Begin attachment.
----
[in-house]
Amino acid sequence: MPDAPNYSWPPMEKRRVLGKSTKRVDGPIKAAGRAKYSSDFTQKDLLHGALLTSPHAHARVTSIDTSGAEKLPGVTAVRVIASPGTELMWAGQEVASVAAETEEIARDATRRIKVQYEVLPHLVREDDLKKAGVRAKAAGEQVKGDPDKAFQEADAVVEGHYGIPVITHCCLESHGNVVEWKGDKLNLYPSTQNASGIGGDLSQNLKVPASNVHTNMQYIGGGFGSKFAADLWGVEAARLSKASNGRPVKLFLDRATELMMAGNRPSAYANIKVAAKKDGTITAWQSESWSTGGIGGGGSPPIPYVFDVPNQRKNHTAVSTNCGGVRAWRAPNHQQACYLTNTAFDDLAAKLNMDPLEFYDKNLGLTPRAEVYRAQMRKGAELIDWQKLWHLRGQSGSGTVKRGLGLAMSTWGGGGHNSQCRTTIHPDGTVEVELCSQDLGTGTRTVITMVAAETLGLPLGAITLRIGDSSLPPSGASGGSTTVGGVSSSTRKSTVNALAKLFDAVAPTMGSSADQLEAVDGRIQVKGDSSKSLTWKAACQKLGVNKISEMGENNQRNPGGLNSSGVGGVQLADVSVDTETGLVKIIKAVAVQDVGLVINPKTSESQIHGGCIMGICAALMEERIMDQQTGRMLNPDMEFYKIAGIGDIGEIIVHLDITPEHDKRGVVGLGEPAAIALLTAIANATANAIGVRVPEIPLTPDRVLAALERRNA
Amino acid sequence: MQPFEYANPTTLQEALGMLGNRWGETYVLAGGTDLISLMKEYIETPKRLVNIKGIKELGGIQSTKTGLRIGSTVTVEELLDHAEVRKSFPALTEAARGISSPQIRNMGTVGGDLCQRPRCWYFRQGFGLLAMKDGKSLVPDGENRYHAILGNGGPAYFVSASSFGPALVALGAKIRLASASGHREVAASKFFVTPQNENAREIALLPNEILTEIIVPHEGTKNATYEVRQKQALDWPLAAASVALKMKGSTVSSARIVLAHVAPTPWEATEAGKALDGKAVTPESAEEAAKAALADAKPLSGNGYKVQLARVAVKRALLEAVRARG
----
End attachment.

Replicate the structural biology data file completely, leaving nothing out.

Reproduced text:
[in-house]
Amino acid sequence: MPDAPNYSWPPMEKRRVLGKSTKRVDGPIKAAGRAKYSSDFTQKDLLHGALLTSPHAHARVTSIDTSGAEKLPGVTAVRVIASPGTELMWAGQEVASVAAETEEIARDATRRIKVQYEVLPHLVREDDLKKAGVRAKAAGEQVKGDPDKAFQEADAVVEGHYGIPVITHCCLESHGNVVEWKGDKLNLYPSTQNASGIGGDLSQNLKVPASNVHTNMQYIGGGFGSKFAADLWGVEAARLSKASNGRPVKLFLDRATELMMAGNRPSAYANIKVAAKKDGTITAWQSESWSTGGIGGGGSPPIPYVFDVPNQRKNHTAVSTNCGGVRAWRAPNHQQACYLTNTAFDDLAAKLNMDPLEFYDKNLGLTPRAEVYRAQMRKGAELIDWQKLWHLRGQSGSGTVKRGLGLAMSTWGGGGHNSQCRTTIHPDGTVEVELCSQDLGTGTRTVITMVAAETLGLPLGAITLRIGDSSLPPSGASGGSTTVGGVSSSTRKSTVNALAKLFDAVAPTMGSSADQLEAVDGRIQVKGDSSKSLTWKAACQKLGVNKISEMGENNQRNPGGLNSSGVGGVQLADVSVDTETGLVKIIKAVAVQDVGLVINPKTSESQIHGGCIMGICAALMEERIMDQQTGRMLNPDMEFYKIAGIGDIGEIIVHLDITPEHDKRGVVGLGEPAAIALLTAIANATANAIGVRVPEIPLTPDRVLAALERRNA
Amino acid sequence: MQPFEYANPTTLQEALGMLGNRWGETYVLAGGTDLISLMKEYIETPKRLVNIKGIKELGGIQSTKTGLRIGSTVTVEELLDHAEVRKSFPALTEAARGISSPQIRNMGTVGGDLCQRPRCWYFRQGFGLLAMKDGKSLVPDGENRYHAILGNGGPAYFVSASSFGPALVALGAKIRLASASGHREVAASKFFVTPQNENAREIALLPNEILTEIIVPHEGTKNATYEVRQKQALDWPLAAASVALKMKGSTVSSARIVLAHVAPTPWEATEAGKALDGKAVTPESAEEAAKAALADAKPLSGNGYKVQLARVAVKRALLEAVRARG